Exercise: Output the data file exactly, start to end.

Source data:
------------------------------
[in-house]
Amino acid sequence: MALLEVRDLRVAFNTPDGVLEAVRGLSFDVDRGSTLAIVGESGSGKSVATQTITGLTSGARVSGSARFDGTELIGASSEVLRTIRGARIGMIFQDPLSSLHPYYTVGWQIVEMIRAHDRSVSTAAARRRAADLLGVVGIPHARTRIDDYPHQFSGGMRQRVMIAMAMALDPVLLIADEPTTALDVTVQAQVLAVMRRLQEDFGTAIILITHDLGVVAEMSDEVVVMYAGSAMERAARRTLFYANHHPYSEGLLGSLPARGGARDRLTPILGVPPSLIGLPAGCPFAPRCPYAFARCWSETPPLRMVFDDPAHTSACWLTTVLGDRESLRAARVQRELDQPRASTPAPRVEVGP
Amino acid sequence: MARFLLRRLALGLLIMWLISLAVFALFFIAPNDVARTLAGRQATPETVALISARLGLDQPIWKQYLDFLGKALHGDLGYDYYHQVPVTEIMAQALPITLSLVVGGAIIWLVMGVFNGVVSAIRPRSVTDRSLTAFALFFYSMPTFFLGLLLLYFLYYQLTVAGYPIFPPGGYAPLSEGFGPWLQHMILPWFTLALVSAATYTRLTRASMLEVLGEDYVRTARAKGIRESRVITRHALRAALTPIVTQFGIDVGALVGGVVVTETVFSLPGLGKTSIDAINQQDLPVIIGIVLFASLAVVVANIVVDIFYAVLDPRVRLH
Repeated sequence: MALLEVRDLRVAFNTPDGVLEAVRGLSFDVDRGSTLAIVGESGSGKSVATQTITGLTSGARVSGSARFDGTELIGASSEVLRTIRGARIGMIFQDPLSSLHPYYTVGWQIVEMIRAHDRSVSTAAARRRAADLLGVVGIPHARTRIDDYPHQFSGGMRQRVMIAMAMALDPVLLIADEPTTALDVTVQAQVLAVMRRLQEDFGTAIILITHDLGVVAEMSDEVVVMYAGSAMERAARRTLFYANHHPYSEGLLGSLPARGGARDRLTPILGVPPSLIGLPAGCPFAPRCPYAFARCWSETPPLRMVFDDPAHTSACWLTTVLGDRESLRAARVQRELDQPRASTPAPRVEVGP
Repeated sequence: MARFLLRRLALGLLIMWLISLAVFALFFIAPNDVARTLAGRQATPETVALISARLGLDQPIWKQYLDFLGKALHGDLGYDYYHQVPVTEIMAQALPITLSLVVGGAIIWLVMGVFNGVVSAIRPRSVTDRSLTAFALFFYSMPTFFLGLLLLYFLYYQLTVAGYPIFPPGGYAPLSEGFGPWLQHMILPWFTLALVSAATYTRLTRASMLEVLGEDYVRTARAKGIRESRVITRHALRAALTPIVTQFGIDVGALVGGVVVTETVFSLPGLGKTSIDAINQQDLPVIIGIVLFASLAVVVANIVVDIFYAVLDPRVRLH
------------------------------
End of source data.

[in-house]
Amino acid sequence: MALLEVRDLRVAFNTPDGVLEAVRGLSFDVDRGSTLAIVGESGSGKSVATQTITGLTSGARVSGSARFDGTELIGASSEVLRTIRGARIGMIFQDPLSSLHPYYTVGWQIVEMIRAHDRSVSTAAARRRAADLLGVVGIPHARTRIDDYPHQFSGGMRQRVMIAMAMALDPVLLIADEPTTALDVTVQAQVLAVMRRLQEDFGTAIILITHDLGVVAEMSDEVVVMYAGSAMERAARRTLFYANHHPYSEGLLGSLPARGGARDRLTPILGVPPSLIGLPAGCPFAPRCPYAFARCWSETPPLRMVFDDPAHTSACWLTTVLGDRESLRAARVQRELDQPRASTPAPRVEVGP
Amino acid sequence: MARFLLRRLALGLLIMWLISLAVFALFFIAPNDVARTLAGRQATPETVALISARLGLDQPIWKQYLDFLGKALHGDLGYDYYHQVPVTEIMAQALPITLSLVVGGAIIWLVMGVFNGVVSAIRPRSVTDRSLTAFALFFYSMPTFFLGLLLLYFLYYQLTVAGYPIFPPGGYAPLSEGFGPWLQHMILPWFTLALVSAATYTRLTRASMLEVLGEDYVRTARAKGIRESRVITRHALRAALTPIVTQFGIDVGALVGGVVVTETVFSLPGLGKTSIDAINQQDLPVIIGIVLFASLAVVVANIVVDIFYAVLDPRVRLH
Repeated sequence: MALLEVRDLRVAFNTPDGVLEAVRGLSFDVDRGSTLAIVGESGSGKSVATQTITGLTSGARVSGSARFDGTELIGASSEVLRTIRGARIGMIFQDPLSSLHPYYTVGWQIVEMIRAHDRSVSTAAARRRAADLLGVVGIPHARTRIDDYPHQFSGGMRQRVMIAMAMALDPVLLIADEPTTALDVTVQAQVLAVMRRLQEDFGTAIILITHDLGVVAEMSDEVVVMYAGSAMERAARRTLFYANHHPYSEGLLGSLPARGGARDRLTPILGVPPSLIGLPAGCPFAPRCPYAFARCWSETPPLRMVFDDPAHTSACWLTTVLGDRESLRAARVQRELDQPRASTPAPRVEVGP
Repeated sequence: MARFLLRRLALGLLIMWLISLAVFALFFIAPNDVARTLAGRQATPETVALISARLGLDQPIWKQYLDFLGKALHGDLGYDYYHQVPVTEIMAQALPITLSLVVGGAIIWLVMGVFNGVVSAIRPRSVTDRSLTAFALFFYSMPTFFLGLLLLYFLYYQLTVAGYPIFPPGGYAPLSEGFGPWLQHMILPWFTLALVSAATYTRLTRASMLEVLGEDYVRTARAKGIRESRVITRHALRAALTPIVTQFGIDVGALVGGVVVTETVFSLPGLGKTSIDAINQQDLPVIIGIVLFASLAVVVANIVVDIFYAVLDPRVRLH